Thank you Mr. Chair.
Good afternoon, Ms. McIvor and Ms. Brodsky. It's good to have you with us this afternoon. I want to acknowledge your journey and the monumental task you've undertaken. It's hard to fathom 20 years of doing battle, but I guess when the cause is so integral and meaningful, not only to you personally and your families but to so many others, particularly aboriginal women, you just keep on trudging. So with all humility I commend you and those who came before you for your efforts in undertaking some very arduous tasks.
When I spoke in the House of Commons, I gave tacit support to Bill C-3 on behalf of our party. But we also commented that we were concerned about the impact this bill might have. You mentioned Bill C-31 and the residual impacts that had in terms of other forms of discrimination that had arisen.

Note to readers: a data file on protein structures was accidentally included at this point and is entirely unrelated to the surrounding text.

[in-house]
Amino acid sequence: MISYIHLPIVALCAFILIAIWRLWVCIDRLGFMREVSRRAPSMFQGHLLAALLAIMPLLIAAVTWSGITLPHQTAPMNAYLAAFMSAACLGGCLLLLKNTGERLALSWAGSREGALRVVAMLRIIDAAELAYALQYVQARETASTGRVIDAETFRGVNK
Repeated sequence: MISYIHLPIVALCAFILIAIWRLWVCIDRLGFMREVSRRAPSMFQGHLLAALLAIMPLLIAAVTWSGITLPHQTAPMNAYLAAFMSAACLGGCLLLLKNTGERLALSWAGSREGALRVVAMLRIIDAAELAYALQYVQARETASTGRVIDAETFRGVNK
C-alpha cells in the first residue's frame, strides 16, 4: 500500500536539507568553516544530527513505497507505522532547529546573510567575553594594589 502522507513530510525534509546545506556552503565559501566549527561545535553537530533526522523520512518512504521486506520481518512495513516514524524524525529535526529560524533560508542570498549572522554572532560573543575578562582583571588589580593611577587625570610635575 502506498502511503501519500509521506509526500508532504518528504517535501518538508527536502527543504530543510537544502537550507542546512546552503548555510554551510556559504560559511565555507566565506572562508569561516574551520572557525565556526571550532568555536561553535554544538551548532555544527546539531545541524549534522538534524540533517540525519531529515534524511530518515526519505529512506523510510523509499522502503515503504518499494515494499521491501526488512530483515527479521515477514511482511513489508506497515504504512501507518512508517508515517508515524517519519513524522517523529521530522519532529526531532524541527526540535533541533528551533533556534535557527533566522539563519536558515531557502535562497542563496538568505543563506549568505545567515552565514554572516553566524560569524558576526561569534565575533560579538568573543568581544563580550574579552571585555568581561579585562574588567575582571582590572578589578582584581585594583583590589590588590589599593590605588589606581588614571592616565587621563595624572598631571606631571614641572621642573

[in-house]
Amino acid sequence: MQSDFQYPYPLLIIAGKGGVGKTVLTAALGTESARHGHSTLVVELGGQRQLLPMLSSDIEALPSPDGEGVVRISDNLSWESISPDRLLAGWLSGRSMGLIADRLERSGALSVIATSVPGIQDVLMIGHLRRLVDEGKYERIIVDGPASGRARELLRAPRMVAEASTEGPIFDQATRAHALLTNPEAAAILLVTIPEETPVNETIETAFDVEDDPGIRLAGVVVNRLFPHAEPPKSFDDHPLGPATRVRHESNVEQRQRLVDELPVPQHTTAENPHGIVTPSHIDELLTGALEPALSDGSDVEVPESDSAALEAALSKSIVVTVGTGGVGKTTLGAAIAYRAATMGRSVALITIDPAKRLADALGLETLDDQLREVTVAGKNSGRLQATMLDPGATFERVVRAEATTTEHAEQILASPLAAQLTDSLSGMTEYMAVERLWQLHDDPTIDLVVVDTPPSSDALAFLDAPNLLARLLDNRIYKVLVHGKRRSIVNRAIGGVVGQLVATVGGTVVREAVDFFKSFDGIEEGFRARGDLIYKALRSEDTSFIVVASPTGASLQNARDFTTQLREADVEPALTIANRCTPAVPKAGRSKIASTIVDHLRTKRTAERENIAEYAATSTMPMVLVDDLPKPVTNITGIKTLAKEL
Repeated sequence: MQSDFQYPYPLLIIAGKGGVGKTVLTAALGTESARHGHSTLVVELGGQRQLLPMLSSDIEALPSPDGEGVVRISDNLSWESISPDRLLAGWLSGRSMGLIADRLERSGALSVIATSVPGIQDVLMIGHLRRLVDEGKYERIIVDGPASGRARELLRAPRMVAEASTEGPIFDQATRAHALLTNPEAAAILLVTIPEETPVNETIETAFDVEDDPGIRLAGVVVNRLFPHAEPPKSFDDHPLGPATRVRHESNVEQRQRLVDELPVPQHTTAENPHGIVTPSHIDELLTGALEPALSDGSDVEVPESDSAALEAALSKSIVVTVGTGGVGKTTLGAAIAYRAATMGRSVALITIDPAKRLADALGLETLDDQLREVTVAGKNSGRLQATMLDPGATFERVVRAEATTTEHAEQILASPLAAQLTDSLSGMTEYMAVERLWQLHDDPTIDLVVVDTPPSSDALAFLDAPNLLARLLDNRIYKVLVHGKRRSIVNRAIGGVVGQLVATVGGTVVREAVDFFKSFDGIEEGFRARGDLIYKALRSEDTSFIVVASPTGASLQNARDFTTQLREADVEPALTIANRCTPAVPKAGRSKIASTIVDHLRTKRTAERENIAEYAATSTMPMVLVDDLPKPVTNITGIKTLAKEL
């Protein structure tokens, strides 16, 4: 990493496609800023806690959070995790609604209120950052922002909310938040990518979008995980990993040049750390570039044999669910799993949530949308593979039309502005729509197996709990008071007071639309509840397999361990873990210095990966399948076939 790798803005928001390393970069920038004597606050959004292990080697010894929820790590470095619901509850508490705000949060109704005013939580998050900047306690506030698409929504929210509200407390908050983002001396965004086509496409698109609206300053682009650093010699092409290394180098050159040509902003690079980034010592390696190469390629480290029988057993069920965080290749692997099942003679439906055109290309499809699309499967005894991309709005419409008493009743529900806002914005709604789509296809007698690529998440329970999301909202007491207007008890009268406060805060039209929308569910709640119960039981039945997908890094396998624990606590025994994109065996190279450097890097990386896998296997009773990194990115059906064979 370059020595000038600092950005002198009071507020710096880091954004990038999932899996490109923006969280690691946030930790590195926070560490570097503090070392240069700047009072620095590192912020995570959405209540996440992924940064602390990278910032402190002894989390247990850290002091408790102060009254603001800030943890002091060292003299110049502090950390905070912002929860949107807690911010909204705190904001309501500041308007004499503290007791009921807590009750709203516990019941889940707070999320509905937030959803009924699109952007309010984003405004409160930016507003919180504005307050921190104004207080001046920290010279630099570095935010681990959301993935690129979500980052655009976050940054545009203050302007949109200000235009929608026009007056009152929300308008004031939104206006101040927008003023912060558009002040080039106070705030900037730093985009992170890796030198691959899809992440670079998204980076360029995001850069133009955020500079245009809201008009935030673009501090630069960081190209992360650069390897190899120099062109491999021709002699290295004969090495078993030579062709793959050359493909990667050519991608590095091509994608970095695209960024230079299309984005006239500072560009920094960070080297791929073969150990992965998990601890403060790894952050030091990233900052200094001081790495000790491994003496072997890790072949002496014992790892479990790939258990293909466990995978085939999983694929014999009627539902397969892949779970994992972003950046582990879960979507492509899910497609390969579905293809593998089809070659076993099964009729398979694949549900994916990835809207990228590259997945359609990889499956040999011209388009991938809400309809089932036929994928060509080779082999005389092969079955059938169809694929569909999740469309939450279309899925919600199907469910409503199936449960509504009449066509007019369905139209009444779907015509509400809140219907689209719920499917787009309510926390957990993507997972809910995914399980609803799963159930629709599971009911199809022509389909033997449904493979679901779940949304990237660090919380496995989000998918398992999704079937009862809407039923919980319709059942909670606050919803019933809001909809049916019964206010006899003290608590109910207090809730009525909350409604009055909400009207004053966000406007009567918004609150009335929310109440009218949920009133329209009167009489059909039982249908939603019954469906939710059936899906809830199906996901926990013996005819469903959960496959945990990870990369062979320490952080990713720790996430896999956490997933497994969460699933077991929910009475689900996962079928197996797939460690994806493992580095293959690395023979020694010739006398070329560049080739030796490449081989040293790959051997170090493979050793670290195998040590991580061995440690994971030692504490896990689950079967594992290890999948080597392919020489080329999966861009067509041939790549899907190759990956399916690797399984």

You made the statement that even with Bill C-3--you're telling this committee and all of us as parliamentarians--there will still be gender discrimination. The government calls the bill an act to enhance gender equity in Indian registration. So can you illustrate for us in a concrete fashion how there would continue to be gender inequality, even if Bill C-3 went through as is?